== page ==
• Friday, March 01, 2024
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Afolabi Stephen and a Nigerian’s guide to interaction with police abroad

Nigerian student shot dead by Canadian police sparks demands for justice

Nigerians in Manitoba, Canada, are mourning the extrajudicial killing of Afolabi Stephen, a 19-year-old Nigerian who was shot dead by a Canadian policeman on December 31, 2023.

While the circumstances surrounding his death are still unclear, the Manitoba Police Department, in a statement available on its website, said its officers responded to a call about a young male who they described as acting “erratically”.

The police said that all efforts to calm the young man yielded no result, which led to the discharge of a firearm by its officer and, consequently, Stephen’s untimely death.

“Upon police arrival, they were confronted by an armed male. During this encounter, an officer discharged his firearm, striking the male. Officers provided immediate medical care and ensured the well-being of all other parties on the scene. Nobody else was injured.

The male was transported to the hospital in critical condition and succumbed to his injuries,” the statement read.

Netizens condemn the extrajudicial killing of Afolabi Stephen

Stephen’s death has generated quite a lot of emotional outpouring as many Nigerians at home and in the diaspora have condemned the killing of the young man.

Valentinefire O.B (@Valentinefire_) on X expressed his dissatisfaction, describing the police action as “pathetic”. He said: “You guys are pathetic… and with my personal experience with you folks, I know better than to believe this vague statement.”

Similarly, Mark Hildahl (@markhildahl19) described the police statement available on X (@wpgpolice) as “awful”, sending his sincere condolences to the victim and his family.

Winnipeg Police Cause Harm (WPCH), a community-centred police abolitionist group, highlighted names of people whom the Winnipeg Police have killed in recent times.

“So many people have been killed in recent months by the Winnipeg Police: Michael Sankar, Elias Whitehead, Dustin Hatcher, now Afolabi Stephen Opaso,” WPCH lamented.

In the last seven years, about 300 Nigerians have been murdered extrajudicially in foreign nations, according to a report by The Punch. This number calls for concerns.

The United Nations, in its article titled “Basic Principles on the Use of Force and Firearms by Law Enforcement Officials” identified two key things to be done whenever the lawful use of force and firearms is unavoidable by law enforcement officials:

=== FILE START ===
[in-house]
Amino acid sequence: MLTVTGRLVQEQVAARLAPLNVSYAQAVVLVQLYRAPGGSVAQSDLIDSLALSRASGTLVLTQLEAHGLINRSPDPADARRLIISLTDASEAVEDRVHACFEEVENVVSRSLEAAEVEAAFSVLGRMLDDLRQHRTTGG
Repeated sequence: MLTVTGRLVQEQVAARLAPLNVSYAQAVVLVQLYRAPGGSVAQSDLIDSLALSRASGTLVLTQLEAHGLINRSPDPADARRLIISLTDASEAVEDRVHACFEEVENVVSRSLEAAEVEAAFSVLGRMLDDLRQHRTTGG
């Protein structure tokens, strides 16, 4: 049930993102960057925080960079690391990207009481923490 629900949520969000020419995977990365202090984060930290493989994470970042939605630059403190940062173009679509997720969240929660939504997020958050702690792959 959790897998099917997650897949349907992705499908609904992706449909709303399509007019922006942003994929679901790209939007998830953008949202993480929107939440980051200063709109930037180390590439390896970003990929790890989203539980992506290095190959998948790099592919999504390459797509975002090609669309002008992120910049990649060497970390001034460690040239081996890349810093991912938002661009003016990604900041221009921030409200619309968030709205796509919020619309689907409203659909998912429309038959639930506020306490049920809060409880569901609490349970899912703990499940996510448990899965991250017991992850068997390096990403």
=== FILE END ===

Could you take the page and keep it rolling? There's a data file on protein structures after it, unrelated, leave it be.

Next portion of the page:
(a) Exercise restraint in such use and act in proportion to the seriousness of the offence and the legitimate objective to be achieved
(b) Minimise damage and injury, and respect and preserve human life.

How to avoid being shot by the police: some nuggets
While many police officers do not hold on to these principles in their cause of duty, it is important to adhere to the following guidelines to avoid being a victim of extrajudicial killing:

Don’t flee from the police: Running away from the sight of the police may arouse suspicion, which increases the chance of a fatal misunderstanding. Whether you believe you are innocent of wrongdoing, do not run, walk away or threaten a police officer.

Avoid any sudden movements: Whenever the police contact you, stop and remain still. At this point, any unexpected movement you make is one step closer to getting shot. Do not move toward the officer, either.

Ensure your hands are visible: Do not make any sudden movements with your hands. Keep them visible.

Do not touch, hit, or assault a police officer: Assaulting a police officer will almost certainly result in physical force used against you. Police officers are authorised to use deadly force to defend themselves from serious harm or threat.

Please do what you’re told, and do it slowly: The officer will tell you exactly what he or she wants you to do. That typically includes putting your hands on the back of your head, walking backwards towards the sound of your voice, or lying down on the ground. Obey their orders, but do it slowly so you don’t alarm them.

NAMI condoles with the deceased’s family implores members not to hinder police investigation
Reacting to the extra-judicial killing, the Nigerian Association of Manitoba expressed concern and regret over the death of the Nigerian international student, pleading with the Nigerian community not to disrupt the process of investigation by the police.

“We extend our condolences to the deceased family and friends. We understand the anxiety, frustration, sadness, and distress this incident has caused within our community. We plead with everyone not to engage in any activity that may cause tension or hinder the process of investigation and the law.

“This is a challenging time for all of us, we need the Nigerian community to remain calm and composed as investigations are underway. We acknowledge the community’s right to seek answers and justice for one of our own. NAMI is closely monitoring the situation and seeking guidance on how to proceed.

“NAMI will continue to provide updates as more information becomes available. We extend our support to those directly or indirectly affected by this unfortunate incident, and we cannot over-emphasise the need for solidarity during these challenging times.”